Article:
Tuberculosis (TB) caused by Mycobacterium tuberculosis remains an ongoing threat to
human health. Many plant species contain antimycobacterial compounds which may serve
as template molecules for new anti-TB drugs. The Rubiaceae family is the largest family of
trees in southern Africa and preliminary evidence revealed antimycobacterial activity in
several species of the genus, motivating further studies. Leaf extracts of 15 tree species
from the Rubiaceae family were screened for antimycobacterial activity against pathogenic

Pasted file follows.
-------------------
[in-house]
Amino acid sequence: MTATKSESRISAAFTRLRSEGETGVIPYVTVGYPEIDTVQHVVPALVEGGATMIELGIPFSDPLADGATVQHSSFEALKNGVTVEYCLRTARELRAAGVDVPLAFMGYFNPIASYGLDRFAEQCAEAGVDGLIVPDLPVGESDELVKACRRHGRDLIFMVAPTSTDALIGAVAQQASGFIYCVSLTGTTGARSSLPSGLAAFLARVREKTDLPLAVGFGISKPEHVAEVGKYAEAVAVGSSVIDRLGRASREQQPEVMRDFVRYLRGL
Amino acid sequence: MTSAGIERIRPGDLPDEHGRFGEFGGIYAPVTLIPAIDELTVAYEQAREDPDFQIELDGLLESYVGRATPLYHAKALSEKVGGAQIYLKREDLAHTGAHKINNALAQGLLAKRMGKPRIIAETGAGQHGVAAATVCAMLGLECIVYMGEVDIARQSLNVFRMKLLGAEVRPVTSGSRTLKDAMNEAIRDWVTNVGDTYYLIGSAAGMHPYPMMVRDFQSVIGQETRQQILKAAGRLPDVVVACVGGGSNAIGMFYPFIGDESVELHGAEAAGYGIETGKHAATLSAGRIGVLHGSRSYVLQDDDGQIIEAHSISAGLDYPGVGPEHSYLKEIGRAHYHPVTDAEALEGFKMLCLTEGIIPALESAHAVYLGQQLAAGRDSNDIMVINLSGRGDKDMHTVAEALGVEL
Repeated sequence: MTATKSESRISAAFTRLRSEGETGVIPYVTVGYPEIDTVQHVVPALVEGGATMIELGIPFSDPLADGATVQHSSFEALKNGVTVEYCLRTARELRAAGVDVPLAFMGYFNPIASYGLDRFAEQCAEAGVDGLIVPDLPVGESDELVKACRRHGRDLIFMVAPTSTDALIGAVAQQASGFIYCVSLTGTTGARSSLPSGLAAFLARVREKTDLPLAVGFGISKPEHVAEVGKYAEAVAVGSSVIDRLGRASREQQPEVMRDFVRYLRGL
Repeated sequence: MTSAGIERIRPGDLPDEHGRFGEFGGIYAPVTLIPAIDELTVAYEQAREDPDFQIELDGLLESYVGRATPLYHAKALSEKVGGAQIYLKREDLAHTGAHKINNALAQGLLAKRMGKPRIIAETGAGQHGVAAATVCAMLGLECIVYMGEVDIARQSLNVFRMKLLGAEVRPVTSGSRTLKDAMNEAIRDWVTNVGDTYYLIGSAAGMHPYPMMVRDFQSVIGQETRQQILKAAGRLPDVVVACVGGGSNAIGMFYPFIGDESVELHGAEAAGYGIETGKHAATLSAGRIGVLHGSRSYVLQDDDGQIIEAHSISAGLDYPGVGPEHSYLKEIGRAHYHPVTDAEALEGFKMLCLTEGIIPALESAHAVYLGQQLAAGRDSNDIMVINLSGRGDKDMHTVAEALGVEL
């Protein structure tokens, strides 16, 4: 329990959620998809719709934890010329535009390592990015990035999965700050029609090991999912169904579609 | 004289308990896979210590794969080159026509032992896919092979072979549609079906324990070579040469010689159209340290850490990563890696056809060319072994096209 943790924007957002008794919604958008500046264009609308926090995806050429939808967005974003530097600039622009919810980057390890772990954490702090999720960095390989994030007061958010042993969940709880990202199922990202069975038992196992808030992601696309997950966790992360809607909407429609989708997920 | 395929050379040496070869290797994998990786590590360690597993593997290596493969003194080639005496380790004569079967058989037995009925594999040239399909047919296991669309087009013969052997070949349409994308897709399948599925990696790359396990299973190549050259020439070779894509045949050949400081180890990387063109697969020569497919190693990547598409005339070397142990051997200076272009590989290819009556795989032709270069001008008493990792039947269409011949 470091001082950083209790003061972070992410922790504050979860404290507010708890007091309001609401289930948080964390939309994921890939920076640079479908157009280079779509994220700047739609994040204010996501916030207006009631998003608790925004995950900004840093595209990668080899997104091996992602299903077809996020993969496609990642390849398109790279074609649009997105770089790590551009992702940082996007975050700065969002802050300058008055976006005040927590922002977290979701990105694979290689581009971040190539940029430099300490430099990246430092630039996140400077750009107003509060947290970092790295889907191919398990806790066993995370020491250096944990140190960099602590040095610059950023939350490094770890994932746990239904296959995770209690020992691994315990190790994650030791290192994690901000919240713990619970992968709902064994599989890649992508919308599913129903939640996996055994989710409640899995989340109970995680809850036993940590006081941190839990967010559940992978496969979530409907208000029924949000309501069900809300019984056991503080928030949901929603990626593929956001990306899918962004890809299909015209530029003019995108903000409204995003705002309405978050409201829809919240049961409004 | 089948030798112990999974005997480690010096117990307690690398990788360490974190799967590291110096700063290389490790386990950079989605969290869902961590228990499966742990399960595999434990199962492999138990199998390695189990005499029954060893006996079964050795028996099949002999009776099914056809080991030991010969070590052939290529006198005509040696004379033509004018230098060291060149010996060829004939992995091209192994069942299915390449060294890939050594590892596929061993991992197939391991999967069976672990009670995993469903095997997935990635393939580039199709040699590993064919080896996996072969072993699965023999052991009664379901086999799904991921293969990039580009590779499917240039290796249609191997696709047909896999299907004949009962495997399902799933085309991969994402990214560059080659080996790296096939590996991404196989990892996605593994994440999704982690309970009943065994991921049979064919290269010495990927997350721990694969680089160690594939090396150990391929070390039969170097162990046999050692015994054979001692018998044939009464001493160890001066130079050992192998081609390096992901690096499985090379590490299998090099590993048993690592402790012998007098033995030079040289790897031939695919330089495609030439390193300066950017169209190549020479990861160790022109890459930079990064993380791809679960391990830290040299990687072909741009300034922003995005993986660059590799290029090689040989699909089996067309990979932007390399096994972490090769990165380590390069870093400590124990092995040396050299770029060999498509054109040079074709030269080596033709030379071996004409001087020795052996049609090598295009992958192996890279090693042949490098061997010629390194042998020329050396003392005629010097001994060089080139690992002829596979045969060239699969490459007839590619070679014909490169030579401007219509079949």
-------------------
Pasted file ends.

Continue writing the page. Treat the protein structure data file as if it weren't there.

M. tuberculosis and non-pathogenic M. smegmatis, M. aurum and M. bovis BCG using a two-fold serial microdilution assay. Cytotoxicity was determined using a tetrazolium-based
colorimetric assay against C3A liver cells and Vero kidney cells. MIC values as low as 0.04
mg/mL against M. smegmatis and M. tuberculosis were recorded. Activity against M.
aurum was the best predictor of activity against pathogenic M. tuberculosis (correlation
coefficient = 0.9). Bioautography indicated at least 40 different antimycobacterial
compounds in the extracts. Cytotoxicity of the extracts varied and Oxyanthus speciosus had
the most promising selectivity index values.